This protocol describes how to remodel sheep and mouse fibroblast nuclei into spermatid-like structures by exogenous expression of the protamine 1 gene. Blastocyst formation following somatic cell nuclear transfer in sheep oocytes is also described.


Serial sequencing of isolength RAD tags for cost-efficient genome-wide profiling of genetic and epigenetic variations pp2189 - 2200

Shi Wang, Pingping Liu, Jia Lv, Yangping Li, Taoran Cheng, Lingling Zhang, Yu Xia, Hongzhen Sun, Xiaoli Hu & Zhenmin Bao

doi:10.1038/nprot.2016.133

This protocol uses restriction enzymes to produce isolength tags that are concatenated and sequenced to allow genome-wide genotyping and quantification of DNA methylation levels.


Fabrication and utility of a transparent graphene neural electrode array for electrophysiology, in vivo imaging, and optogenetics pp2201 - 2222

Dong-Wook Park, Sarah K Brodnick, Jared P Ness, Farid Atry, Lisa Krugner-Higby, Amelia Sandberg, Solomon Mikael, Thomas J Richner, Joseph Novello, Hyungsoo Kim, Dong-Hyun Baek, Jihye Bong, Seth T Frye, Sanitta Thongpang, Kyle I Swanson, Wendell Lake, Ramin Pashaie, Justin C Williams & Zhenqiang Ma

doi:10.1038/nprot.2016.127

The protocol describes how to make transparent graphene neural electrodes for implantation onto the surface of the cerebral cortex in rodents and subsequent neural analysis by fluorescence microscopy, electrophysiology, optical coherence tomography, and optogenetics.


Self-organization of human embryonic stem cells on micropatterns pp2223 - 2232

Alessia Deglincerti, Fred Etoc, M Cecilia Guerra, Iain Martyn, Jakob Metzger, Albert Ruzo, Mijo Simunovic, Anna Yoney, Ali H Brivanlou, Eric Siggia & Aryeh Warmflash

doi:10.1038/nprot.2016.131

This protocol describes how to differentiate and image human embryonic stem cells on micropatterned colonies to create radially organized domains of the germ layers mimicking embryonic gastrulation in vitro.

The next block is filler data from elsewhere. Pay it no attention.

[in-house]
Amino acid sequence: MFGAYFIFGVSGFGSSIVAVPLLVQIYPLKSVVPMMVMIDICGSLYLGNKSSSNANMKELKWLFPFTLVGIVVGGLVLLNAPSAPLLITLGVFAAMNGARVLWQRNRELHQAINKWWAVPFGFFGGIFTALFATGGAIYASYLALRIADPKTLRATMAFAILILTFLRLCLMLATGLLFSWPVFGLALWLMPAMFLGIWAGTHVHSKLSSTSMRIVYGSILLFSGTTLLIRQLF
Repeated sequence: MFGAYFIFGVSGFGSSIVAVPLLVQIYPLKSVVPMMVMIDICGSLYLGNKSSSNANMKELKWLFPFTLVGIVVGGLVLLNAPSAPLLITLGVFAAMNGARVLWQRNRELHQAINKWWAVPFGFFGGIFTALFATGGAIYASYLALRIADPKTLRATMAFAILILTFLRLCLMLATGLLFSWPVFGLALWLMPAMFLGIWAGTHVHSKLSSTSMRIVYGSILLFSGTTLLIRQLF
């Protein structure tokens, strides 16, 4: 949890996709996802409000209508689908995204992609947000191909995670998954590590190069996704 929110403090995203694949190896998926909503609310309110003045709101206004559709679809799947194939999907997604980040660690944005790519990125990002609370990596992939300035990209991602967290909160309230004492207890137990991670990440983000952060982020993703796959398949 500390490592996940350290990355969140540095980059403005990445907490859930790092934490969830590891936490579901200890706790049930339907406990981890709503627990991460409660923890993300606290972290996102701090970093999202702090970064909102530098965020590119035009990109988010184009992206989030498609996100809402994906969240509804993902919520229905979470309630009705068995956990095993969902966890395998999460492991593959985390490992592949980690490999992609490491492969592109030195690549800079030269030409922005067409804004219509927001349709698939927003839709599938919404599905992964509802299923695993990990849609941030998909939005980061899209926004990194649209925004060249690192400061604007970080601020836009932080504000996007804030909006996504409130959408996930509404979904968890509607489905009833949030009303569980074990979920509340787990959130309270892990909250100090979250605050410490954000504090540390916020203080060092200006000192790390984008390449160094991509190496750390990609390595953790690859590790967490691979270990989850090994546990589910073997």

The real-time quaking-induced conversion assay for detection of human prion disease and study of other protein misfolding diseases pp2233 - 2242

Matthias Schmitz, Maria Cramm, Franc Llorens, Dominik Müller-Cramm, Steven Collins, Ryuichiro Atarashi, Katsuya Satoh, Christina D Orrù, Bradley R Groveman, Saima Zafar, Walter J Schulz-Schaeffer, Byron Caughey & Inga Zerr

doi:10.1038/nprot.2016.120

This 96-well-plate ‘real-time quaking-induced conversion’ assay allows the detection of abnormal prion protein in human brain and CSF samples. It can be applied to study many protein misfolding diseases, as well as for drug screening and prion strain discrimination.


Assembly of multienzyme complexes on DNA nanostructures pp2243 - 2273

Jinglin Fu, Yuhe Renee Yang, Soma Dhakal, Zhao Zhao, Minghui Liu, Ting Zhang, Nils G Walter & Hao Yan

doi:10.1038/nprot.2016.139

This protocol from Fu et al. describes the use of self-assembled DNA nanostructures as assembly scaffolds to spatially arrange multienzyme complexes and probe their interactions.


Identification and propagation of haploid human pluripotent stem cells pp2274 - 2286

Ido Sagi, Dieter Egli & Nissim Benvenisty

doi:10.1038/nprot.2016.145

This protocol describes how to derive haploid human embryonic stem cells (ESCs) by parthenogenesis, and how to isolate and maintain them by cell sorting. Haploid human ESCs have a wide differentiation potential and are useful for genetic screening.


Preparation of plasmonic vesicles from amphiphilic gold nanocrystals grafted with polymer brushes pp2287 - 2299

Jibin Song, Peng Huang & Xiaoyuan Chen

doi:10.1038/nprot.2016.137

This protocol describes the design and synthesis of amphiphilic gold nanocrystals coated with polymer brushes and their self-assembly into plasmonic vesicles.